A keloid is a type of scar that forms when there’s too much collagen in the skin. It can be caused by injury, particularly from rubbing or squeezing the area. But it can also happen without a specific cause. Keloid is more prevalent among some races and families regardless of whether or not they sustained body injury.
What is a gene?
Gene is a basic unit of heredity that is physical and functional. It is the basic unit of inheritance that is passed from parents to offspring. These genes carry information that specify human biological and physical traits.
Genes influence our traits because they contain some DNA that code information for making molecules called protein. Our cells and tissue that perform different functions in the body are made up of protein.
The size of human genes varies. Some genes may be made up of hundreds or millions of DNA. Most of human genes are the same except for some that has slight difference in their DNA sequence. It is this few different genes that account for each of our unique physical traits.
As an individual each of our genes have two copies; one inherited from our father, the other from our mother. Through genes our parents pass some characteristics to us such as eye color, hair colour and texture, skin tone and blood type. Our parents can also pass on some diseases and conditions to us genetically. This explains the reason keloids can be genetically passed down generations.
Are keloids genetic?
A frequent, abnormally elevated cutaneous lesion which can develop after even mildest skin injuries is called keloid scarring. It is also known as keloid disease (KD).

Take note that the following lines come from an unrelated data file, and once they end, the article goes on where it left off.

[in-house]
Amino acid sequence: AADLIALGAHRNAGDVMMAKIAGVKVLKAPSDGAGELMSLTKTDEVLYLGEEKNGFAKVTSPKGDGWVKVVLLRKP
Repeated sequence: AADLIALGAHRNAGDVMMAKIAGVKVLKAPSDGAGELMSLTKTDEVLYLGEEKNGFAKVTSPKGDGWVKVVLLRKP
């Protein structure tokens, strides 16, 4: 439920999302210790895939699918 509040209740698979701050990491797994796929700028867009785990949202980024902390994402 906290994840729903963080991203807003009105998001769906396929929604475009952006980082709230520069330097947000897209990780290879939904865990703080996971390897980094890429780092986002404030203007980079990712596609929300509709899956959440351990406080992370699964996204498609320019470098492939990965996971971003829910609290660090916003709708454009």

Research has shown that keloids can be genetically passed from parents to children. Keloid scarring is regarded as a genetic disease because it is prevalent in persons of African and Asian heritage, it runs in some families, and it is prevalent in twins.
According to the National Centre for Biotechnology Information (NCBI), it is the fifth most prevalent skin condition in black adult patients who are in the United Kingdom and the most prevalent skin condition in Asian patients who are Ethnic Chinese.
Following the findings of a 2019 research, there are several varieties of genes that may predispose a person to keloid formation, but not a single gene mutation has been found to be responsible. These genes explain why keloids affect multiple members of a family over several generations. Not only that, they are also responsible for the specificity in the location of the keloid scars in the members of these families.
Are keloids hereditary?
Keloids can be hereditary but that is not the case for everyone that has keloid. Some people developed keloids after having surgery, ear piercing or laser treatments to remove tattoos. Others have them from a genetic predisposition, meaning their parents had the same condition. Still, others might get one from injuries that happened months ago, such as burns or some insect bites like stings from certain wasps and bees.
Are keloids dangerous?